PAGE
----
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About the Classroom Challenge


Photograph of smiling 5th grade students with the Pacific ocean at their backs.  A few children are raising their hands.

Cal Water H2O Challenge's Classroom Challenge is a project-based, environmentally-focused competition for classrooms, grades 4-6. Brought to you in conjunction with DoGoodery, the WestEd K-12 Alliance, and Cal Water, and in partnership with the California Association of Science Educators, the Classroom Challenge is aligned with Common Core State Standards and complementary to the Next Generation Science Standards and includes recommendations on how it can be integrated within your own classroom, while meeting curriculum goals. Through this integration, the Classroom Challenge offers a unique opportunity for upper elementary teachers to facilitate their students' learning of standards-based content, while developing the core understanding of environmental principles necessary to becoming science-literate citizens.

The Cal Water H2O Challenge, currently in its seventh year, began as a classroom competition in 2014. To date 250 classrooms have participated in the Classroom Challenge. We are honored and privileged to continue to offer this experience to fourth-sixth grade classrooms in the Cal Water Service area, inviting them to develop and implement solutions for local water issues. Additionally the Classroom Challenge for the second year in a row welcomes school-based clubs to participate as well.

Get your classroom involved today. Tackle a local issue through project-based learning and make a difference in your community!

The Project

Photograph of a 5th grade girls, wearing glasses and holding a test tube.

The students of participating classrooms or clubs initiate, develop, and implement a 4-8 week-long project (or longer at teacher discretion), focusing on caring for water. This  project explores water as a global resource and as a local resource, while tackling a local water problem in an individual and community-based endeavor.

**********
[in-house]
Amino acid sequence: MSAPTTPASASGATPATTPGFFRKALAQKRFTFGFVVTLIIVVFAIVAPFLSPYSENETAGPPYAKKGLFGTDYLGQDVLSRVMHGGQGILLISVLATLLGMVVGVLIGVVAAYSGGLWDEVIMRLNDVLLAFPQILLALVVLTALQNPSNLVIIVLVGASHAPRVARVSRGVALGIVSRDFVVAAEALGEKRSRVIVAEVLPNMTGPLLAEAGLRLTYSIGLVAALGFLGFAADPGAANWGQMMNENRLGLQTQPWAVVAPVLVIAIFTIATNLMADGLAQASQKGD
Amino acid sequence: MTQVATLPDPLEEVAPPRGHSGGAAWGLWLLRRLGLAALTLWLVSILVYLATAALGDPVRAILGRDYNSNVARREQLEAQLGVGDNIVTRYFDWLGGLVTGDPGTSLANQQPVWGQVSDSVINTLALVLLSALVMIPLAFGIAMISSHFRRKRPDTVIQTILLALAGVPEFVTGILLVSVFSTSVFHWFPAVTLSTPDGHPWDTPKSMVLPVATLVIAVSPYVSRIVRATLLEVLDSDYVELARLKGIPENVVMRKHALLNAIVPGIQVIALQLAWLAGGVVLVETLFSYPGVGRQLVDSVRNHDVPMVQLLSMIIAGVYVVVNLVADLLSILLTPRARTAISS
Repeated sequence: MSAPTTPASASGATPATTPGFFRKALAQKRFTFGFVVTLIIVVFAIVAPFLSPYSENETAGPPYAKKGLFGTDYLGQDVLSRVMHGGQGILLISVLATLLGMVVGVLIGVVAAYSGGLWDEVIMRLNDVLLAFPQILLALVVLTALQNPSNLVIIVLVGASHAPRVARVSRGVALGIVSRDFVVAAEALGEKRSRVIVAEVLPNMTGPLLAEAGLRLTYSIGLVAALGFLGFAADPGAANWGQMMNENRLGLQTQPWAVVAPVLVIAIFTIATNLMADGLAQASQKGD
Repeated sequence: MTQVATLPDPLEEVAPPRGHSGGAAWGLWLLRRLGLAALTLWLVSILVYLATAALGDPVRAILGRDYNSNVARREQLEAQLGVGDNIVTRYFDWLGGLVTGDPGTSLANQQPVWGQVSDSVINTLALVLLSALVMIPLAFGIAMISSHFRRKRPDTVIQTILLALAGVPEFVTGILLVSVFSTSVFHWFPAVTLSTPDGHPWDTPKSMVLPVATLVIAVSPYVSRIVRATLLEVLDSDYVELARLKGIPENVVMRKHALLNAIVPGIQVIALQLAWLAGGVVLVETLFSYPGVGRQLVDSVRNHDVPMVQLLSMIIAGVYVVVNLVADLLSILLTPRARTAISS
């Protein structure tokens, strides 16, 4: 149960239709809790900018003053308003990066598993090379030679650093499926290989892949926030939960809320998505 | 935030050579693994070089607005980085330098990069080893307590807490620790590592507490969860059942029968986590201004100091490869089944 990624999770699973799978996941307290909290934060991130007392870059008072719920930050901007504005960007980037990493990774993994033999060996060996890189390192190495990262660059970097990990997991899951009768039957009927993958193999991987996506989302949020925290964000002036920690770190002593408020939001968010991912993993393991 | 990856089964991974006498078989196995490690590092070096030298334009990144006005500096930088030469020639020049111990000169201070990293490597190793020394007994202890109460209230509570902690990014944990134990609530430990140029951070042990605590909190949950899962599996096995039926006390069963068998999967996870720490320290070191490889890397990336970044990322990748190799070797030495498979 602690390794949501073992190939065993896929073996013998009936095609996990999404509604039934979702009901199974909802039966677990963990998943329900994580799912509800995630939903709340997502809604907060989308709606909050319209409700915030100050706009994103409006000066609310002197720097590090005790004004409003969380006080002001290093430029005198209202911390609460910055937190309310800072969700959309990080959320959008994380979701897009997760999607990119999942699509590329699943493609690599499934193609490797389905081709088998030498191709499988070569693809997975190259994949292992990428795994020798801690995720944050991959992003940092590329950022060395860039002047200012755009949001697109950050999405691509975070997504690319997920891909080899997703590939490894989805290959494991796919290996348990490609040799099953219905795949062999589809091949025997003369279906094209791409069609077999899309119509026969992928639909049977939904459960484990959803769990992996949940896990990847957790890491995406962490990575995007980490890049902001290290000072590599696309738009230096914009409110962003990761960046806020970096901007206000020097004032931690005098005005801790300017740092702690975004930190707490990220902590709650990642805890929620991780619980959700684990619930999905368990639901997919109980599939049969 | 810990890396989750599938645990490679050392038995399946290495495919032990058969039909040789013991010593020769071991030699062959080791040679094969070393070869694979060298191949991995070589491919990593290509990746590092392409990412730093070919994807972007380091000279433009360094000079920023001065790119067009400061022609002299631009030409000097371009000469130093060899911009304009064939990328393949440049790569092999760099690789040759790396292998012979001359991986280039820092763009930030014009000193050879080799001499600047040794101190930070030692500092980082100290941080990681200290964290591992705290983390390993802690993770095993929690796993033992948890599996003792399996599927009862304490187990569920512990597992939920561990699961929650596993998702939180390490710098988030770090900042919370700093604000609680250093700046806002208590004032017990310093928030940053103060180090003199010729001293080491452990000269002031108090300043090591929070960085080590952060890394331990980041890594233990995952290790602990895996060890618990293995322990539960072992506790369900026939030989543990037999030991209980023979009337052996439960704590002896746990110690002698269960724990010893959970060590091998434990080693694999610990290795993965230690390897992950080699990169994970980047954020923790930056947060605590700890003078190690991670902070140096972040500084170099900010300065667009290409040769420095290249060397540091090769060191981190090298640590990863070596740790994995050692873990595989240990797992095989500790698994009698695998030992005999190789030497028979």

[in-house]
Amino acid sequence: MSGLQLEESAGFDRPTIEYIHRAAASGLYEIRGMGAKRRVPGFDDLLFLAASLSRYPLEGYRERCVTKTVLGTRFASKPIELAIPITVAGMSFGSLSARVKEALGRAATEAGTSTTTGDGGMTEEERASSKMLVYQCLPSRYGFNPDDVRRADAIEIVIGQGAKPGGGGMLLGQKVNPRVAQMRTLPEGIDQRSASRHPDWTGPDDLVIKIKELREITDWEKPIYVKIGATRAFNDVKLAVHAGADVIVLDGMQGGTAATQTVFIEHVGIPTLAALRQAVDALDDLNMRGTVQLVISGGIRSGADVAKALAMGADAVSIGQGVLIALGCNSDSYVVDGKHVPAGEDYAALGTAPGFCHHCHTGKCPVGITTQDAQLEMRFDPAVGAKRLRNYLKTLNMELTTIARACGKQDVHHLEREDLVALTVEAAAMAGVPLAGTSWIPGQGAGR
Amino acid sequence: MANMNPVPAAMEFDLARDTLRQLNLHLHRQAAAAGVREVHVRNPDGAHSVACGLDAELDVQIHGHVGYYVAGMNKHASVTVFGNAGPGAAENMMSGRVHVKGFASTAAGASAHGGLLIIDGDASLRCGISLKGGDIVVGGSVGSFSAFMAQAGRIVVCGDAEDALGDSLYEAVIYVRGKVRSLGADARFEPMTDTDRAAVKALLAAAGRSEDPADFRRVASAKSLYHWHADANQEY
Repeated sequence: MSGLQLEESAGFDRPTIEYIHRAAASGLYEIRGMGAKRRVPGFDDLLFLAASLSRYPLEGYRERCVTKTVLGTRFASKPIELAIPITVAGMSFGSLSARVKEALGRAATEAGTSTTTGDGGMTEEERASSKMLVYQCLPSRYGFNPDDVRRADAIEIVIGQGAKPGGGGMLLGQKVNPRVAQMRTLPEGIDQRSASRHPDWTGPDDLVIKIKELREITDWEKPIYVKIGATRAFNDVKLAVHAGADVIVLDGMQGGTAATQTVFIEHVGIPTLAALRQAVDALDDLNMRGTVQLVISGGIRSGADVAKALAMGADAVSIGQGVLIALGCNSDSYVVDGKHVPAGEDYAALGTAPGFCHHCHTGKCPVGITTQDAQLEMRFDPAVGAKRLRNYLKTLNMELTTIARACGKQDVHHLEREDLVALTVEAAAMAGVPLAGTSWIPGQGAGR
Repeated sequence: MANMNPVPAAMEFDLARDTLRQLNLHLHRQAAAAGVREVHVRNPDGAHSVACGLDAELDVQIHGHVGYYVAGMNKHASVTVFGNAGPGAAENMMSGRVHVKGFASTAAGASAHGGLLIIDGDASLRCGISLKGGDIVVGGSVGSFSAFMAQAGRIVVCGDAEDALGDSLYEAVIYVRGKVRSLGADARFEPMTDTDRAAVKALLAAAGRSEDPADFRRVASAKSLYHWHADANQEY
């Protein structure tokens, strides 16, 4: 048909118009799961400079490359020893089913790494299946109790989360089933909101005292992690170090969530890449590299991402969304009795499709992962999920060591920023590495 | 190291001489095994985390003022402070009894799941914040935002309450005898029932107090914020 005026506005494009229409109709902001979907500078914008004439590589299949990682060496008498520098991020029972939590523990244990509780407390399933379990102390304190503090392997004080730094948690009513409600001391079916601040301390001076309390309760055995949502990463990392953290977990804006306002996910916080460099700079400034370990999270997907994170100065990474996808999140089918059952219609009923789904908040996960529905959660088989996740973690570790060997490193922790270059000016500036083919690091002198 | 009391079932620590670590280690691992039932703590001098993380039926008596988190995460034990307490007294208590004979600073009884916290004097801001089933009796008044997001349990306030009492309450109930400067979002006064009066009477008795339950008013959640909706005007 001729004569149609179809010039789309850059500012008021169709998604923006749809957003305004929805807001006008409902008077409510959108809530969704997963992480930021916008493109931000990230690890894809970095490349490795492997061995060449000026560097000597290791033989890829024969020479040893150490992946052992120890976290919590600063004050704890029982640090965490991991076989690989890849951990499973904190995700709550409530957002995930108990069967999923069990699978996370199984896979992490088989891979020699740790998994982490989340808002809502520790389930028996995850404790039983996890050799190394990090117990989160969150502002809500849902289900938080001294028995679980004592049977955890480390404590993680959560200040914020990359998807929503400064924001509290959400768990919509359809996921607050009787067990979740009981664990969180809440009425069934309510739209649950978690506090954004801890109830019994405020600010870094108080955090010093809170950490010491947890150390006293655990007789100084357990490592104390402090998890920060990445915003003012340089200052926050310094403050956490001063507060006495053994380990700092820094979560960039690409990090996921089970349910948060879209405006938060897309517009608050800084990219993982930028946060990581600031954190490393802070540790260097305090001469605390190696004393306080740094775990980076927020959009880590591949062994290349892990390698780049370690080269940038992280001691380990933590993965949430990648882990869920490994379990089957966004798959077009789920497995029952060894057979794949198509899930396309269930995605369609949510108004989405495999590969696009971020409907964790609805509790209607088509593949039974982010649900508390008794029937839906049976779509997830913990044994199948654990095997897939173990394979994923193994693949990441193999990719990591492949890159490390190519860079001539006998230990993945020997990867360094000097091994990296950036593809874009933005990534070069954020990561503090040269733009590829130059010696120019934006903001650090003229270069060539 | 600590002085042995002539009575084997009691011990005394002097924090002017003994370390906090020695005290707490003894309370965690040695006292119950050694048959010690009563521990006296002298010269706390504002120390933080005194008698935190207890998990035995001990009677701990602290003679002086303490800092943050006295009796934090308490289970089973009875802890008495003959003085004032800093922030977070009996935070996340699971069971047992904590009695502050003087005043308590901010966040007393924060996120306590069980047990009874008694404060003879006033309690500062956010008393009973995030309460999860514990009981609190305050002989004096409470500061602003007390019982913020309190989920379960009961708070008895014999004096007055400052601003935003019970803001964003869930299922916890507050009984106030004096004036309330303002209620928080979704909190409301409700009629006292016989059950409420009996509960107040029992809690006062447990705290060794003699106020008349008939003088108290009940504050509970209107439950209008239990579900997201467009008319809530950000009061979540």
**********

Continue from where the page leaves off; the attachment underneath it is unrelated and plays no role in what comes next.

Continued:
A handbook can be found in our resources, including a guide for the flow of the project, and sample lesson plans.

Upon completion of the project, students create a final portfolio documenting their work. This portfolio, along with accompanying cover sheets, student reflections, and a teacher reflection, constitute the final submission. Sample Portfolios can be found here.

Submissions are due February 28, 2021.


Photograph of a large group of students ascending a hill on a sunny day, brown grasslands on either edge of the trail.

Eligible classrooms or clubs must be:

  • Grades 4, 5, and/or 6
  • Registered by their teacher
  • Conducting a water-based project
  • Focusing on caring for water (conservation, quality, supply, etc.)
  • Based in a Cal Water Service Area - Check for Your School!

New for 2020/2021

Learning Styles:

The Classroom Challenge is evolving to meet your changing needs and to help you bring a relevant, meaningful, project based learning opportunity to your students that transcends distance learning. Whether teaching remotely, in-person, or through a hybrid model, our new expert Teacher Ambassadors and advisors have developed a clear pathway to engage your students in real-world inquiry while helping you meet your curriculum goals.

New Resources:

And we’re here for you! We will now be offering office hours to help you and your class meet your goals. Through the support of our teacher ambassadors, we will be offering virtual meetings along with an updated handbook, new video guides, and additional resources to make your Classroom Challenge an amazing and smooth experience!

Design Over Implementation:

Additionally, understanding the hurdles of distance learning, and the need for an equitable, fair competition, this year's Classroom Challenge shall focus on Designing Solutions to Care for Water. What does that mean for you? Judges will not be seeking fully implemented projects, but looking for complete designs, that have been tested and refined, with the aim to address a local water issue. Perhaps your design will be a way to keep garbage out of the storm drains and prevent it from traveling to the ocean. Maybe your students will design a way to clean up a local creek or waterway. Your students may even create an engineering design for testing or cleaning water on campus. Whatever your students choose to do, you shall have our support, and we look forward to seeing their ideas!